Corten Steel…Love it or Hate it?

Corten Steel…Love it or Hate it?

It’s probably fair to say that not many other materials used within public realm design divide opinion quite as much as Corten Steel. It is for this reason that it has earned the unofficial reputation of being the “Marmite” of landscape architecture.

COR-TEN steel, (to give it its generic trademark form), is a group of steel alloys which were developed to eliminate the need for painting, and form a stable rust-like appearance if exposed to the weather for several years. It is also sometimes referred to as “Weathering Steel”.

And yes, maybe it’s easy to see why this material can be controversial. To the untrained eye of your regular, everyday passer-by, perhaps not au fait with architectural trends in materiality, they might simply see a rusty old bench or sculpture that hasn’t been looked after very well. After all, rust is bad right?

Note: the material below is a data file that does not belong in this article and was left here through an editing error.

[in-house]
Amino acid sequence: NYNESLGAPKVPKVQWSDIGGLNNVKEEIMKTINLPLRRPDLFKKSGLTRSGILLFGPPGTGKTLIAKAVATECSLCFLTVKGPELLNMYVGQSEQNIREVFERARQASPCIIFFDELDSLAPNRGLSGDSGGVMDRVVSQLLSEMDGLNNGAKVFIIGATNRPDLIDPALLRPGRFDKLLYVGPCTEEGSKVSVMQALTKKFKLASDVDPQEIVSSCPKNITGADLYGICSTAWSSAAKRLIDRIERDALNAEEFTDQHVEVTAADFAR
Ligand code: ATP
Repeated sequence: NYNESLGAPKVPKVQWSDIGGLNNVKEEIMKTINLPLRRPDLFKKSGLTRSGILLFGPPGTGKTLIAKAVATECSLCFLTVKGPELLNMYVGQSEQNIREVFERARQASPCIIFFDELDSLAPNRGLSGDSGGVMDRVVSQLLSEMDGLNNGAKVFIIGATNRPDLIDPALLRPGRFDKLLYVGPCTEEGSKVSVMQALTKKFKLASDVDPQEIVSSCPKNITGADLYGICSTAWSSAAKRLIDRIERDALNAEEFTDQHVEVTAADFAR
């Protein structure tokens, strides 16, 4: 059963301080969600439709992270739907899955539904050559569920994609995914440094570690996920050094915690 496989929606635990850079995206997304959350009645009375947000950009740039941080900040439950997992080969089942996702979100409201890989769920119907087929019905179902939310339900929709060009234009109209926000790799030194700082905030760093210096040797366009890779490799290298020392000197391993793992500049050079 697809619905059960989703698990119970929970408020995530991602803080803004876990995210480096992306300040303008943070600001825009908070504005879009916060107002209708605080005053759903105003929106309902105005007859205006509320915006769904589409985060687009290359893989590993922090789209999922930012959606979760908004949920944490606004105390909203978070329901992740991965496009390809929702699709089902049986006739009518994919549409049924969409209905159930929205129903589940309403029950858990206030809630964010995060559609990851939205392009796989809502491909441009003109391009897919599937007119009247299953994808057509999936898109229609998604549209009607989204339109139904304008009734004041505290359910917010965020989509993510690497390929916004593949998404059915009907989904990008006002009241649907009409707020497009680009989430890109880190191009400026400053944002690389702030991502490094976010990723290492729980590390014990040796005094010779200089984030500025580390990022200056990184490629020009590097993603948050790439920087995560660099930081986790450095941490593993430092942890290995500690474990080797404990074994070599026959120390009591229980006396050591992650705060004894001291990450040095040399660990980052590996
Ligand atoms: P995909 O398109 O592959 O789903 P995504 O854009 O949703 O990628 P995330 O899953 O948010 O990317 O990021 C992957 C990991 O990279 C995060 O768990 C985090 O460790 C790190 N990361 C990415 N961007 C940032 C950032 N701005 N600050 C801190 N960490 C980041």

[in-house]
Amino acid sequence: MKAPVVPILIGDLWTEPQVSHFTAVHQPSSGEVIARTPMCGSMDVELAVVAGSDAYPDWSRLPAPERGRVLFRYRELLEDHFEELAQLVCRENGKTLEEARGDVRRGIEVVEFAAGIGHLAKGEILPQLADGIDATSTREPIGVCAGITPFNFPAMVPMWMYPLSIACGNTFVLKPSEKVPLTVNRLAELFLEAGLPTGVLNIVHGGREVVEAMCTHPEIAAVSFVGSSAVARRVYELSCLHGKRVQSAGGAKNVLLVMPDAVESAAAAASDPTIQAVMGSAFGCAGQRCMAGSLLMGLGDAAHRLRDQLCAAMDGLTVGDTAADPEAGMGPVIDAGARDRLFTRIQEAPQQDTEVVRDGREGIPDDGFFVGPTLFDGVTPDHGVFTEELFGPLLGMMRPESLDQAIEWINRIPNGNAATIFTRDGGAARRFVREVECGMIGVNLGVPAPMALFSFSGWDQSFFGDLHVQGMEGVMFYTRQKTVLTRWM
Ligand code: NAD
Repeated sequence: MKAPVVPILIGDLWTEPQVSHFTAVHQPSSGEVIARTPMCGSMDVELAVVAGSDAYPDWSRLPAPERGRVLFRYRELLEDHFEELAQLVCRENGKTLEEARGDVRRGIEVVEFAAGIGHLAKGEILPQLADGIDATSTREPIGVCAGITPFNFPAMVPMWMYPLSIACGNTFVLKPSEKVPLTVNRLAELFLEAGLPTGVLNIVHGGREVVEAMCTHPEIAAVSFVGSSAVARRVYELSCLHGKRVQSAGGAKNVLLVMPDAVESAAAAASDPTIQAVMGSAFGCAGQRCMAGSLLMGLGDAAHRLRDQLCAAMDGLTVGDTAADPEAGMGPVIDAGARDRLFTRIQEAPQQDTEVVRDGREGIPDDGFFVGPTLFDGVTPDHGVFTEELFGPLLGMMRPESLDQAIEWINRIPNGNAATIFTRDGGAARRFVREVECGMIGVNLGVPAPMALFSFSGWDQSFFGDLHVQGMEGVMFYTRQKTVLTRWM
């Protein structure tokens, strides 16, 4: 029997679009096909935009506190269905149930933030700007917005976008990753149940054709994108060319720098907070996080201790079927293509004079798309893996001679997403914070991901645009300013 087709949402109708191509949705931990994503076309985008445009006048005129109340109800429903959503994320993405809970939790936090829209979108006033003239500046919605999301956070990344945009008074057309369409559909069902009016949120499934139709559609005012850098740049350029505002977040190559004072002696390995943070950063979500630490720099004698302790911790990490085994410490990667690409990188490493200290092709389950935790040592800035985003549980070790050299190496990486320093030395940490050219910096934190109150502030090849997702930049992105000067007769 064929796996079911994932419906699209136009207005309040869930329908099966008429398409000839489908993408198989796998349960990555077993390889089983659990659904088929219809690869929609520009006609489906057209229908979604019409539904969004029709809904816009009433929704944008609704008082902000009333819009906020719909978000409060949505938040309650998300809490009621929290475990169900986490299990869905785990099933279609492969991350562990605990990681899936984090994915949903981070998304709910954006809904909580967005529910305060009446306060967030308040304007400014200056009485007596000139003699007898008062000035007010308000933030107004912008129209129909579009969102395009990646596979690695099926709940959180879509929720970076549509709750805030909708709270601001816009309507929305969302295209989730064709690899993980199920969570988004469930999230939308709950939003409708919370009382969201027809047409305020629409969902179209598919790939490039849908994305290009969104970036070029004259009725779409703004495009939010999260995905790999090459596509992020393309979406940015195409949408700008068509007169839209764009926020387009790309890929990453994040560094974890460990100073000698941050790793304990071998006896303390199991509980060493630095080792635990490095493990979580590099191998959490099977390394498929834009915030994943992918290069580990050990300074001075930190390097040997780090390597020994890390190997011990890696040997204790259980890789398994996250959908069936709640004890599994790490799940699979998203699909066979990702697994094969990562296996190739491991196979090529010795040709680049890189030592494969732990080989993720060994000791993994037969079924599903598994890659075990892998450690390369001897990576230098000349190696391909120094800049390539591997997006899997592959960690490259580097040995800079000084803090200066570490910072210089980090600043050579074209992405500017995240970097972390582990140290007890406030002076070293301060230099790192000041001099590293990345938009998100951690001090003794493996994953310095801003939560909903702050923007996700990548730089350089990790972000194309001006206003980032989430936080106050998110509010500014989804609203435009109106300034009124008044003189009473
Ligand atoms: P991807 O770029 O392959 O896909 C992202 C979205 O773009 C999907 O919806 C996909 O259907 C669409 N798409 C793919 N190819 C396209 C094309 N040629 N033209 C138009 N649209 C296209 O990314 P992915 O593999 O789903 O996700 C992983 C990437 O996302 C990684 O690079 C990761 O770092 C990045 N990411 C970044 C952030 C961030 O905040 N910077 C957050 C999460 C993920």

Ask any car mechanic. Or are we unwittingly dumbing down a much more discerning and visually literate public? A pubic who appreciate well designed outdoor spaces and actually, can grasp the intent of using textures and finishes as part of a locations theme?

Well instead of flipping a coin to settle this quandary, we decided to explore the topic further by asking some of the leading professionals within the UK’s built environment and landscape architecture industry their opinion regarding Corten.

Here’s what they had to say…


Paul Reynolds - Chartered Landscape Architect | Artfromurban.co.uk

Paul Reynolds

Chartered Landscape Architect - Urben Studio

What is it that you love / hate about Corten Steel?

I like it. I think it has a good colour that can be appropriate in certain schemes where an ‘autumnal’ palette is desired, and also I think that it works really well in schemes that have an industrial aesthetic.

Love it or hate it - Marmite

How do you think it is perceived by the public?

I think it really is a marmite product – people either love it or hate it – there doesn’t seem to be any middle ground! Some are also concerned about the colour rubbing off, particularly at the scale of street furniture such as benches, as they are used to rust rubbing off and staining. Many don’t realise products can be sealed to prevent this if necessary.

Have you used it on schemes in the past?